Canada: Water deficits through September in northern MB, eastern ON, & central QB
The Big Picture
The outlook for Canada through March 2017 (below) indicates pockets of exceptional water deficits (greater than 40 years) in northern Manitoba, eastern Ontario, central Quebec, and southeastern Newfoundland. Deficits are also forecast across the Prairie Provinces and British Columbia.
With the numbers now in from the Insurance Bureau of Canada, Alberta's Fort McMurray wildfire - which lasted from May 1 to July 5 - was the costliest natural disaster in Canadian history at $3.58 billion in losses. High temperatures, high winds, and low snow pack combined to create a "perfect firestorm" that burned 1.4 million acres, destroyed 2,400 buildings, resulted in 27,000 personal property claims and 5,000 commercial claims, and forced the evacuation of over 80,000 people, the largest evacuation in Canadian history. Costs associated with health assessments and treatments for first-responder firefighters - who worked without their usual air masks during the marathon conflagration - have not been calculated.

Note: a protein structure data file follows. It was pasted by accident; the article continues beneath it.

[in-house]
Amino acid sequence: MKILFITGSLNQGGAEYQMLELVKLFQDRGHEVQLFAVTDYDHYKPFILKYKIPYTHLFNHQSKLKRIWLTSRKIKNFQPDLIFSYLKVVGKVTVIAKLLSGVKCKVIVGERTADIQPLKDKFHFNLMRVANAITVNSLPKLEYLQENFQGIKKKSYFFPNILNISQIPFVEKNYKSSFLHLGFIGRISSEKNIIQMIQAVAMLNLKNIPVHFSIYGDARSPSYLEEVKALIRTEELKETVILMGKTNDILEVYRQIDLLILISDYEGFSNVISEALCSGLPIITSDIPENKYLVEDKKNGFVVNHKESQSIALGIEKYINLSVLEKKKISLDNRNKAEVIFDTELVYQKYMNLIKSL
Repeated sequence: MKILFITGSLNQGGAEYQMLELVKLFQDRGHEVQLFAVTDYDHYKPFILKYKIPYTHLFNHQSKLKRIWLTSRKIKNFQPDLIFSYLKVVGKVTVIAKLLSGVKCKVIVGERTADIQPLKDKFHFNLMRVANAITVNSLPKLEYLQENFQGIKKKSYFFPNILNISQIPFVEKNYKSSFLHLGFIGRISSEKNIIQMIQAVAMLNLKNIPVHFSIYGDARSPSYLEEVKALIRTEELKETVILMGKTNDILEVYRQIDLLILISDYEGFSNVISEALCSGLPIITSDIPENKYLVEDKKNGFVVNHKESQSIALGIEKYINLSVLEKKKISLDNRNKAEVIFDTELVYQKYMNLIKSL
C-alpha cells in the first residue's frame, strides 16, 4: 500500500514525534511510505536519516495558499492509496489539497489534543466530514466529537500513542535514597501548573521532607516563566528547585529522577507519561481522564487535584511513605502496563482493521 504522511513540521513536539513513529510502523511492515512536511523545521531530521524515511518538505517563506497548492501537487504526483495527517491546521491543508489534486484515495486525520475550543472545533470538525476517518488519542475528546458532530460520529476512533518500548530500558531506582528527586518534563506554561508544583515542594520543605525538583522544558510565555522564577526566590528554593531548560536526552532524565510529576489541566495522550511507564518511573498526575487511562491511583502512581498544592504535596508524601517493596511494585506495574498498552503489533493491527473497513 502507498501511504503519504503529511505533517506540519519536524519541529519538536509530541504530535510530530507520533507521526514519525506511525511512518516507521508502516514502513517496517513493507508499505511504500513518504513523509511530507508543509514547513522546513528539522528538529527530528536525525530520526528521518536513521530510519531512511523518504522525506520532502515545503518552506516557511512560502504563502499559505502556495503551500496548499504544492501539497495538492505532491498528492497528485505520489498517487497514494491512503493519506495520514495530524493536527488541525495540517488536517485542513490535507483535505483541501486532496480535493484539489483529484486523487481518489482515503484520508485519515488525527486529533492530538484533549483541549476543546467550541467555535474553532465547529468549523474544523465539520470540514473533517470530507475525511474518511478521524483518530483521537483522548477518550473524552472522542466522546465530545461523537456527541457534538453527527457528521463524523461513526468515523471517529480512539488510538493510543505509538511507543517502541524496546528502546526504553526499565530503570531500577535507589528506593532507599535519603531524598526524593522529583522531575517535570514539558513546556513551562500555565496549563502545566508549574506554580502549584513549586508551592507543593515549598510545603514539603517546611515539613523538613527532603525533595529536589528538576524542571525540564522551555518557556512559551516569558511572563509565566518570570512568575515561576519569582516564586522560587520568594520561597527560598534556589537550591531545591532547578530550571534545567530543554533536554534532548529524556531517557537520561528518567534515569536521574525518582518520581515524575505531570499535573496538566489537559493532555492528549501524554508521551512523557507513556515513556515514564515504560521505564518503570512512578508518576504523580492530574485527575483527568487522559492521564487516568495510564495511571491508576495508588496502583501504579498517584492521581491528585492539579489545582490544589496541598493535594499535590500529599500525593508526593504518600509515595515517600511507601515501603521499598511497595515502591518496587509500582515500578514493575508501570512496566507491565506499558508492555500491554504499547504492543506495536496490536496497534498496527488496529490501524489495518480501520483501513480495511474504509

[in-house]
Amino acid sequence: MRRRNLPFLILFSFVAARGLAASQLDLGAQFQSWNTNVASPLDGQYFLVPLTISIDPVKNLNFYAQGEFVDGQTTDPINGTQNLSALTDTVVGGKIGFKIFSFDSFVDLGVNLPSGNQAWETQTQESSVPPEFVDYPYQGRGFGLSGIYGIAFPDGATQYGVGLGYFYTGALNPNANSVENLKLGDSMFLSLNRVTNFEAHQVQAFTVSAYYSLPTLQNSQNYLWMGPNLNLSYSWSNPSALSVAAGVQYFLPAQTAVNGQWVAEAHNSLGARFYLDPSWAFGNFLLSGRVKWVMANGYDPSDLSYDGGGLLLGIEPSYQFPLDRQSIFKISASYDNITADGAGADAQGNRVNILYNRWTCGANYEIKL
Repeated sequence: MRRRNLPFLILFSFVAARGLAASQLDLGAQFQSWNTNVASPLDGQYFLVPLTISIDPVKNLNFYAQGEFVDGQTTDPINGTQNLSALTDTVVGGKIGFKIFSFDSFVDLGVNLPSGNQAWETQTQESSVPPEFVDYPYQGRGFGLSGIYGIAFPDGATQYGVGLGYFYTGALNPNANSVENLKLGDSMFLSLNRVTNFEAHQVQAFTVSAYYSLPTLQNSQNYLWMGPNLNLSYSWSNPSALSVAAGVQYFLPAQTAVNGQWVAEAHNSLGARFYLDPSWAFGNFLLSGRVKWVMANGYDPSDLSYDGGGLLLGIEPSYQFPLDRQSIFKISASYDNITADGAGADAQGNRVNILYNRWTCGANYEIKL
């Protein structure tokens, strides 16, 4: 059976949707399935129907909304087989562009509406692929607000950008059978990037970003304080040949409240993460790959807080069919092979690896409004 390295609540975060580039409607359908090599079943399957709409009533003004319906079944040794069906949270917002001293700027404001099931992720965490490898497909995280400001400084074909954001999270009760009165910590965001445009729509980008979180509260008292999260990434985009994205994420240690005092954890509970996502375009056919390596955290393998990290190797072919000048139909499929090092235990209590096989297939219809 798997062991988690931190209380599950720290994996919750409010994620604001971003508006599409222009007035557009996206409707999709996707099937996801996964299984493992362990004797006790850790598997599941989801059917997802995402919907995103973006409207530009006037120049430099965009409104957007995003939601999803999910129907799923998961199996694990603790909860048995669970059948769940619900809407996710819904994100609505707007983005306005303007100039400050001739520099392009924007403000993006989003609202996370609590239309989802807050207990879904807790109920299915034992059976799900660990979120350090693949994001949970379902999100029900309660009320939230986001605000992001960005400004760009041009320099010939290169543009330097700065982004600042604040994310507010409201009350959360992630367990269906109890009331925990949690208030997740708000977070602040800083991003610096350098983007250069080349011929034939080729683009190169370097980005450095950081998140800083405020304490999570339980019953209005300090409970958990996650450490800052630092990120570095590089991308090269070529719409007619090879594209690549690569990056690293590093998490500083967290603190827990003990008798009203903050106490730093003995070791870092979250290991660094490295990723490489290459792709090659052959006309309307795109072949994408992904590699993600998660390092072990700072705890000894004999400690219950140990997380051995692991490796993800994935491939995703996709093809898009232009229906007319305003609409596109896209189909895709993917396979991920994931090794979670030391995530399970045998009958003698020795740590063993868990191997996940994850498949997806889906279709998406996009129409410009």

Residents of Sudbury, Ontario are being asked to voluntarily reduce water consumption in the midst of one of the driest seasons on record. Toronto is the driest it's been in 25 years. Yet, a recent study from researchers at the University of Waterloo points out that flood-related water damage has replaced fire as the number one cause of household insurance claims in Ontario, and some area insurance companies are beginning to offer flood insurance for the first time.
As indicated in the 3-month maps (below) for the same 12-month period, large pockets of exceptional deficits are forecast to persist through September in the above-mentioned areas. Extreme (20 to 40 year frequency) to exceptional (greater than 40 years) deficits are forecast in western British Columbia, and deficits of lesser severity are expected across the Prairie Provinces. Surpluses are forecast northwest of Quebec City, on the southern shore of Hudson Bay, and in northern Saskatchewan.
From October through December deficits across Canada are forecast to diminish in severity and extent but may persist in northern Manitoba and along rivers in Alberta and Saskatchewan. Surpluses are forecast to emerge in southern Ontario and northern Quebec.
(It should be noted that forecast skill declines with longer lead times.)
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